AR WW1 Research Challenge

By: Abby Harms and Sam Morris

Brief History of WW1

  • started in July 28, 1914
  • ended November 11, 1918
  • a total of about 130 million men from both Europe and the US were mobilized.
  • and a total of approximately 16 million casualties both civilian, combatants and victims of genocide.
  • It is known as one of the most deadliest conflicts in history.
  • The war brought along new political thinking and many revolutions of the other nations involved.
  • 8 nations were apart of the allied forces
  • 4 nations were apart of the Central Forces

How World War 1 affected AR

Individuals or groups

Arkansas sent many men to war and many of them came back as war heroes there are 6 main ones some of them were Herman Davis several awards in France, Oscar Franklin Miller 100 heroes from World War 1 Medal of honor, Marcellus Chiles and Jogn Pruitt. John McGavock Grider Air Force.

Locations affected in Arkansas

Lonoke County outbid Pulaski County for a new flying school, it was named Elberts Field after aviator Captain Melchior McEwan Eberts.
Garland County was the first chapter in Arkansas of the Red Cross an organization that provided things such as bandages and pajamas and socks and many other things.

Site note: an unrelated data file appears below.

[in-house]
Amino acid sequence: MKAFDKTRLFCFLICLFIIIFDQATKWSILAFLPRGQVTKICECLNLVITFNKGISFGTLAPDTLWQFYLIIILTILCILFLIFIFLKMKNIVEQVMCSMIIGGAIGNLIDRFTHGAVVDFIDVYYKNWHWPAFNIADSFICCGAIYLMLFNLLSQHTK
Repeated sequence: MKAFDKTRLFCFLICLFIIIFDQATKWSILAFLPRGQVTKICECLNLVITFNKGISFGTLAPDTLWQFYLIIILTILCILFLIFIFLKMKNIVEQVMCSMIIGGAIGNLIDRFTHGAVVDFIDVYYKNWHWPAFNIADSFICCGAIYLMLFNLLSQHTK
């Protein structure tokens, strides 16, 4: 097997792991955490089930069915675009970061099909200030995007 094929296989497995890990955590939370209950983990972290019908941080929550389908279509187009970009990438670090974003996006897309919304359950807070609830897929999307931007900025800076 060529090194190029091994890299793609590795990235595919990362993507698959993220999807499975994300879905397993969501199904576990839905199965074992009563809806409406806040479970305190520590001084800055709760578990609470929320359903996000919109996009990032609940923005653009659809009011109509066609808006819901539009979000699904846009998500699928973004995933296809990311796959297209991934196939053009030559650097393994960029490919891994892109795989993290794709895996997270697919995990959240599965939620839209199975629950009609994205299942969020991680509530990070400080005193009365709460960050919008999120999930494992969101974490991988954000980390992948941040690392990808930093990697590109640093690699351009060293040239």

In Logan County the U.S. government got involved in an attempt to destroy abbey radio that was used by monks to get messages from the German government.
Camp Pike, named after General Zebulon Montgomery Pike, was a camp used to train Arkansans for war. It was built near the Arkansas River and adjacent to North Little Rock. It was 3,000 acres big and later was given a lease of an additional 10,000 acres. However it had many objections and had to raise thousands of dollars to fix them. Eventually they were fixed and it was operational in 1917.

Other things going on during this time

Other things that were going on in Arkansas at this time was the flu epidemic. This epidemic killed approximately 7,000 people, more than the actual war did. It all started around July, about 500 cases of it ended up in Little Rock areas. Due to lack of medical care, preparation, no telephones, lack of literary skills needed to write the death certificates , no cemetery records, when the flu hit the rural areas of Arkansas more people died, it is likely that there were more deaths than that of which were reported. On October 1918 the Arkansas Board of Health put the state under quarantine, it was lifted on November 4,1918 by the Pulaski County, however the schools were still closed and Arkansas children under 18 had to stay in their homes.